Many elements have a common valence related to their position in the periodic table, and nowadays this is rationalised by the octet rule. The Latin/Greek prefixes uni/mono, bi/di, ter/tri, quadri/tetra, quinque/penta are used to describe ions in the one, two, three, four or five charge states. Polyvalence or multivalence refers to species that are not restricted to a specific number of valence bonds. Species with a single charge are univalent (monovalent)). For example, the Cs+ cation is a univalent or monovalent cation, whereas the Ca2+ cation is a divalent cation, and the Fe3+ cation is a trivalent cation. Unlike Cs and Ca, Fe can also exist in other charge states, notably 2+ and 4+, and is thus known as a multivalent (polyvalent) ion.[necesită citare]

Valența și numărul de oxidare[modificare | modificare sursă]

Because of the ambiguity of the term valence,[9] nowadays other notations are used in practice. Beside the system of oxidation numbers as used in Stock nomenclature for coordination compounds,[10] and the lambda notation, as used in the IUPAC nomenclature of inorganic chemistry,[11] "oxidation state" is a more clear indication of the electronic state of atoms in a molecule.

The "oxidation state" of an atom in a molecule gives the number of valence electrons it has gained or lost.[12] In contrast to the valency number, the oxidation state can be positive (for an electropositive atom) or negative (for an electronegative atom).

Elements in a high oxidation state can have a valence higher than four. For example, in perchlorates, chlorine has seven valence bonds and ruthenium, in the +8 oxidation state in ruthenium tetroxide, has eight valence bonds.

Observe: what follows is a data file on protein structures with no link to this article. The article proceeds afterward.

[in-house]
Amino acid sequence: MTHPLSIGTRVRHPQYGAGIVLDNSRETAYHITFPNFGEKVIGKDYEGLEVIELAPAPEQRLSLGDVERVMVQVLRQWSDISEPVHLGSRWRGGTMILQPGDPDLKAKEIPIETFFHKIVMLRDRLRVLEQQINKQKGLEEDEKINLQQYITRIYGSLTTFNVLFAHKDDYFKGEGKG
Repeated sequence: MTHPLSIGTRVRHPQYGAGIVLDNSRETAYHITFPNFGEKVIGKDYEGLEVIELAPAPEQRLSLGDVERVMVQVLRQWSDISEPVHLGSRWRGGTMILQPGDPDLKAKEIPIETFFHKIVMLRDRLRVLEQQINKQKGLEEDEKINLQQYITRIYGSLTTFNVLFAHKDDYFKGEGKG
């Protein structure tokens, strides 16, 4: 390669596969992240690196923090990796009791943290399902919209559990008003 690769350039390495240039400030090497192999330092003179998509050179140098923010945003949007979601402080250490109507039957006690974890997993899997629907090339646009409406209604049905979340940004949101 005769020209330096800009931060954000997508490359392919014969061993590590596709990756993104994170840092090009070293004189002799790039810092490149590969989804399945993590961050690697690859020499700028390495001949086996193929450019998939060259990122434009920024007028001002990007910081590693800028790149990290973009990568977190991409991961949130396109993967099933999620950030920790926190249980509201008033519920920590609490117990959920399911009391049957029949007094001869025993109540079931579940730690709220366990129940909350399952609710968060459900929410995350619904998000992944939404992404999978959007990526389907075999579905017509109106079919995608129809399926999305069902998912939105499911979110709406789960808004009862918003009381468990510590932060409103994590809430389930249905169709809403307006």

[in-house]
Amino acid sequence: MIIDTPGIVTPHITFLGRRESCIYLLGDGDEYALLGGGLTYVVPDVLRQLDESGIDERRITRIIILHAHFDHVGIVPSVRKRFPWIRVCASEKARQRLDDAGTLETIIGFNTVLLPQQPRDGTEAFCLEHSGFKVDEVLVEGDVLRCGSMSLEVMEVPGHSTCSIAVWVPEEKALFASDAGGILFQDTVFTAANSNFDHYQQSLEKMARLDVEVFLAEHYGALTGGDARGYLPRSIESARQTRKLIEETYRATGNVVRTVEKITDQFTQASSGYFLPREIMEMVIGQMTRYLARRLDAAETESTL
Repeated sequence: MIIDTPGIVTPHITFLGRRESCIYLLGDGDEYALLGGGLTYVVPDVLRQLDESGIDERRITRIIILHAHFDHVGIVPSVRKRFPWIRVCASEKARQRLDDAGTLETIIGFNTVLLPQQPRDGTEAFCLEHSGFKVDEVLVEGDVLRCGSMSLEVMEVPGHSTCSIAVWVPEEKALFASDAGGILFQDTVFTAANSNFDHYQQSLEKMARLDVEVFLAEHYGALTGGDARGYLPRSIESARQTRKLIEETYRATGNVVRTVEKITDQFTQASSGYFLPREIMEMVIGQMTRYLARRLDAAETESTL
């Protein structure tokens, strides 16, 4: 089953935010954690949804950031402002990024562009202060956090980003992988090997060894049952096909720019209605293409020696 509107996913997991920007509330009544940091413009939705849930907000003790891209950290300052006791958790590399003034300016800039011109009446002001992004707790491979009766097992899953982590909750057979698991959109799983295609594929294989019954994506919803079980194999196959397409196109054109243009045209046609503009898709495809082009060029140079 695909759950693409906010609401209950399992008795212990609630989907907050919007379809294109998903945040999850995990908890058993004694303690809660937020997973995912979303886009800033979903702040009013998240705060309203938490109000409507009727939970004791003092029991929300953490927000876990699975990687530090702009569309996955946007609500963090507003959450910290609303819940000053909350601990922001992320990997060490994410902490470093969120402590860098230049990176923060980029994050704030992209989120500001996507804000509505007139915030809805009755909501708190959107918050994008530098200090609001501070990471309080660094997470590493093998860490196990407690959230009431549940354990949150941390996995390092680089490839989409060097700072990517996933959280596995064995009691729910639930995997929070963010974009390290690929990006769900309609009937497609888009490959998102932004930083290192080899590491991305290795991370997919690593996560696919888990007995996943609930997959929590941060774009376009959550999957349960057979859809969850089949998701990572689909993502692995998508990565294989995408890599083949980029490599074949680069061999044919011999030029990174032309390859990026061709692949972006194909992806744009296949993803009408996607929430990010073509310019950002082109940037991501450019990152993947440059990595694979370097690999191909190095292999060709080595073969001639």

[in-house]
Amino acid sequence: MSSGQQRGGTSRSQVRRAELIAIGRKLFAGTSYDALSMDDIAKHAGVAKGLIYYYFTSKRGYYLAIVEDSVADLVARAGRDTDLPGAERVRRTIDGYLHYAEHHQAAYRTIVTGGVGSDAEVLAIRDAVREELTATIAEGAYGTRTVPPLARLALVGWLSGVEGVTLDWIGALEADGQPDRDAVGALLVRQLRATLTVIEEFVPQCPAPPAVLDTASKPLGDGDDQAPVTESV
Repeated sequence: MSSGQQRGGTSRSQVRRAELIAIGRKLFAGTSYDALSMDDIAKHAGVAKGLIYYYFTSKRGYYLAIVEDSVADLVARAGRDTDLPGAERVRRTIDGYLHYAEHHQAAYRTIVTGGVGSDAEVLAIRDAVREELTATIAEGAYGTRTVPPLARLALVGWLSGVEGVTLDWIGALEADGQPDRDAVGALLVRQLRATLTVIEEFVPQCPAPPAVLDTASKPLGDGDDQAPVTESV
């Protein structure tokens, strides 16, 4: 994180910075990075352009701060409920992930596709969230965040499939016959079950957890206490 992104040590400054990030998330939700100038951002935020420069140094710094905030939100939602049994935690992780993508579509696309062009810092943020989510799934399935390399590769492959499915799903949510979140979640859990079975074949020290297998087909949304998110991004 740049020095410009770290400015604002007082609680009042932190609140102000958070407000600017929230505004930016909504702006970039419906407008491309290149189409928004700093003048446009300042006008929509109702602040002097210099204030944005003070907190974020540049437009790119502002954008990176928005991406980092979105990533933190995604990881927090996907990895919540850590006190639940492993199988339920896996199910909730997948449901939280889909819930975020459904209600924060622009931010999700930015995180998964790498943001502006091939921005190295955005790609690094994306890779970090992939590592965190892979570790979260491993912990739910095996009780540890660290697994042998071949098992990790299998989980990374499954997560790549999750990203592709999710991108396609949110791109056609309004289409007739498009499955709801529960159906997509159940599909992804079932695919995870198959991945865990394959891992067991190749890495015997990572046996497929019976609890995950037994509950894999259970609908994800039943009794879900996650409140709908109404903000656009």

Exemple[modificare | modificare sursă]

(valencies according to the number of valence bonds definition and conform oxidation states)

Hydrogen chloride HCl H = 1   Cl = 1 H = +1   Cl = −1
Perchloric acid * HClO4 H = 1   Cl = 7   O = 2 H = +1   Cl = +7   O = −2
Sodium hydride NaH Na = 1   H = 1 Na = +1   H = −1
Ferrous oxide ** FeO Fe = 2   O = 2 Fe = +2   O = −2
Ferric oxide ** Fe2O3 Fe = 3   O = 2 Fe = + 3   O = −2

* The univalent perchlorate ion (ClO4) has valence 1.
** Iron oxide appears in a crystal structure, so no typical molecule can be identified.
  In ferrous oxide, Fe has oxidation number II, in ferric oxide, oxidation number III.

Examples where valences and oxidation states differ due to bonds between identical atoms:

Chlorine Cl2 Cl = 1 Cl = 0
Hydrogen peroxide H2O2 H = 1   O = 2 H = +1   O = −1
Acetylene C2H2 C = 4   H = 1 C = −1   H = +1
Mercury(I) chloride Hg2Cl2 Hg = 2   Cl = 1 Hg = +1   Cl = −1

Valences may also be different from absolute values of oxidation states due to different polarity of bonds. For example, in dichloromethane, CH2Cl2, carbon has valence 4 but oxidation state 0.

Definirea "numărului maxim de legături"[modificare | modificare sursă]